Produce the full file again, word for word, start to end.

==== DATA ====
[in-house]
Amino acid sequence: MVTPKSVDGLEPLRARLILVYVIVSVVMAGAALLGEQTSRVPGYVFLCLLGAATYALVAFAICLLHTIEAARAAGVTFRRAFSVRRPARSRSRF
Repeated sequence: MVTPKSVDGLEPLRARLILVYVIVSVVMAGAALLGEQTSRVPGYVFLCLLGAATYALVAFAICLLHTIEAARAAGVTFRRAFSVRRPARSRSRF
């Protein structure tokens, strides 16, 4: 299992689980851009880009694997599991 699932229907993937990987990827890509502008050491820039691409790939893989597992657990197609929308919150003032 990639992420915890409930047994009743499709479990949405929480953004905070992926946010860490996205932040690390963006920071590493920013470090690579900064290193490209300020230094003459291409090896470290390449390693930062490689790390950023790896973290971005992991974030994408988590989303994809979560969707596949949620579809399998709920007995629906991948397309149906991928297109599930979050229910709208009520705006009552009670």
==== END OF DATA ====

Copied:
[in-house]
Amino acid sequence: MVTPKSVDGLEPLRARLILVYVIVSVVMAGAALLGEQTSRVPGYVFLCLLGAATYALVAFAICLLHTIEAARAAGVTFRRAFSVRRPARSRSRF
Repeated sequence: MVTPKSVDGLEPLRARLILVYVIVSVVMAGAALLGEQTSRVPGYVFLCLLGAATYALVAFAICLLHTIEAARAAGVTFRRAFSVRRPARSRSRF
């Protein structure tokens, strides 16, 4: 299992689980851009880009694997599991 699932229907993937990987990827890509502008050491820039691409790939893989597992657990197609929308919150003032 990639992420915890409930047994009743499709479990949405929480953004905070992926946010860490996205932040690390963006920071590493920013470090690579900064290193490209300020230094003459291409090896470290390449390693930062490689790390950023790896973290971005992991974030994408988590989303994809979560969707596949949620579809399998709920007995629906991948397309149906991928297109599930979050229910709208009520705006009552009670």